Wildflowers in front of Mt. Hood

Thus, another cardinal rule, especially when photographing in unfamiliar places, is to always check your surroundings and be very aware of what’s around you! By the way, I really wished I was much closer to Mt. Hood with the wildflowers, but unfortunately I didn’t have enough time to scout out a closer location. If you are familiar with this area in Oregon and know of some locations where wildflowers grow in front of a clearly visible Mt. Hood, please let me know. I plan on traveling back to the Columbia River Gorge in the future!

Photographic Equipment Used:

  • Canon 5D Mark III body
  • Canon 70-200mm, f/2.8 IS lens
  • Bogen 3221 tripod with ballhead
  • ISO 100
  • Aperture f/19
  • Shutter 1/45 sec.
  • This image is a focus-stacked image, combining 6 images in Helicon Focus to achieve focus throughout the image

 

 

Posted in 2017, Blog, focus stacking, Landscape Photography, Nature Photography, Photography Tips, Travel Photography, Wildflowers | Tags: , , , , , , , , , , , , , , ,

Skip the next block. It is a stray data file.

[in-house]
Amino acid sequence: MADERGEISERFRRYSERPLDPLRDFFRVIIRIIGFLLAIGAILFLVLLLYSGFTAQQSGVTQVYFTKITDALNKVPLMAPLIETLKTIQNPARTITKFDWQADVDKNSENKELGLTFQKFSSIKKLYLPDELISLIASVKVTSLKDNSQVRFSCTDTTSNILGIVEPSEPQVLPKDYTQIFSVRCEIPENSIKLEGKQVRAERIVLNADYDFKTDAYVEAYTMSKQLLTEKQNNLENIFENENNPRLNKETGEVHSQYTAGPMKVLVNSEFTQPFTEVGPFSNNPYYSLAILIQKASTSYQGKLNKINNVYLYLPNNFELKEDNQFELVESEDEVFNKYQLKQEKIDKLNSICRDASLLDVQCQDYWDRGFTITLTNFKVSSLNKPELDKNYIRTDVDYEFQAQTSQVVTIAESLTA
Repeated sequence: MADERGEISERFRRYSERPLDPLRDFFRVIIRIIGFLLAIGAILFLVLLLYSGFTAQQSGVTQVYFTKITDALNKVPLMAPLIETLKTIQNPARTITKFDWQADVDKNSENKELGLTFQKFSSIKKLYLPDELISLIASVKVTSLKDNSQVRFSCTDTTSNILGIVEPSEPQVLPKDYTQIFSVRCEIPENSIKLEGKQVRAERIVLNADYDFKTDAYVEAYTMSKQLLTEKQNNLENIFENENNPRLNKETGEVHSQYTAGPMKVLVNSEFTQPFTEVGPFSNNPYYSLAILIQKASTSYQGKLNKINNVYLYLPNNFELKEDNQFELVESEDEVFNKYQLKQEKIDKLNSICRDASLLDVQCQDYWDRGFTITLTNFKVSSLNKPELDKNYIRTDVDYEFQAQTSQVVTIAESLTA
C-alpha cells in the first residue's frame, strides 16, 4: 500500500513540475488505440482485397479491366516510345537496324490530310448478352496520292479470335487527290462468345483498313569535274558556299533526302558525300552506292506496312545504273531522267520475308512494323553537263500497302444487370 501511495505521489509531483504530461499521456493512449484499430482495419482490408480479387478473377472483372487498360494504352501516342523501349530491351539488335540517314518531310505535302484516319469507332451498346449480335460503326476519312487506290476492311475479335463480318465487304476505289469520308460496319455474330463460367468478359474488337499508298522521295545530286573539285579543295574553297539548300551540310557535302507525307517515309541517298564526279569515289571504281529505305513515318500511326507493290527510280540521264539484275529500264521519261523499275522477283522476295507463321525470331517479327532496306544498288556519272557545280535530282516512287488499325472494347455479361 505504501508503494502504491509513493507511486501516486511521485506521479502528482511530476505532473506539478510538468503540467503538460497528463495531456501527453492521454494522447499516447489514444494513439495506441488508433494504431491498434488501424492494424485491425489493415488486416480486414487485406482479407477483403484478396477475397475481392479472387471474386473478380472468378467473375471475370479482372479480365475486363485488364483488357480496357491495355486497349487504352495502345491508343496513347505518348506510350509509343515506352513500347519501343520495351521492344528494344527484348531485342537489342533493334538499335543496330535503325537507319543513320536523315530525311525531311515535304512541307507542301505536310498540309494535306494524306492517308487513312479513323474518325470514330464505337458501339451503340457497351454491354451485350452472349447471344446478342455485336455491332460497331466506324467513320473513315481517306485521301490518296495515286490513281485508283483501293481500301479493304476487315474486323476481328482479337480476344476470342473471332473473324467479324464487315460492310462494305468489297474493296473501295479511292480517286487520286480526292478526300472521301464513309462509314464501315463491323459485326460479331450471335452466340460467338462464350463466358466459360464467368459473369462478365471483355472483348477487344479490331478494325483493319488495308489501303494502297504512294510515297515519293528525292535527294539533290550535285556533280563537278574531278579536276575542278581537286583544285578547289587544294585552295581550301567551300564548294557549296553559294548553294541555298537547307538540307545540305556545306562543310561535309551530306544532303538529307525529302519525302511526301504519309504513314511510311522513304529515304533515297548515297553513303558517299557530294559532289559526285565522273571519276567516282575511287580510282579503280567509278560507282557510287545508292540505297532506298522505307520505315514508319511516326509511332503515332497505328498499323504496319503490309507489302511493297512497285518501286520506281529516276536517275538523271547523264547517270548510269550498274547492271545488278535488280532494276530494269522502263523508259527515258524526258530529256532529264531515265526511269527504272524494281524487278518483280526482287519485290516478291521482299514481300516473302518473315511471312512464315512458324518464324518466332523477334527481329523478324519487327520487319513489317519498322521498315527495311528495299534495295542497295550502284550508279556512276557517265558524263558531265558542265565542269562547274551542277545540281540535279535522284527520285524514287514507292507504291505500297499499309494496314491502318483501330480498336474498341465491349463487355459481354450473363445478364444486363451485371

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Choose Your Lens Carefully!

Ever been out shooting and not quite sure which lens to use? Today’s post, captured during my recent Columbia Gorge trip (Oregon) is a good example of how different lenses can dramatically change the image you capture. During my second visit to the Rowena Plateau area of the Tom McCall Nature Preserve, I decided to “travel light” as I hiked, and to venture into an area I had not checked out on my first visit to the area. So I only took my macro lens and my wide angle lens with me.

After shooting for a couple of hours, I was quite a ways from the car (where I left the other lenses), when I came upon a landscape scenic that I desperately wanted to capture: a beautiful patch of Balsamroot wildflowers in the foreground, and an old wooden barn in the background. I immediately realized that my 70-200mm, f/2.8 lens would have been my lens of choice with the scene in front of me. But it was in the car. Since it was a little too far to go back for the 70-200 lens, I decided to shoot with the wide angle lens and see what I could get. Here is my favorite image with the wide angle lens: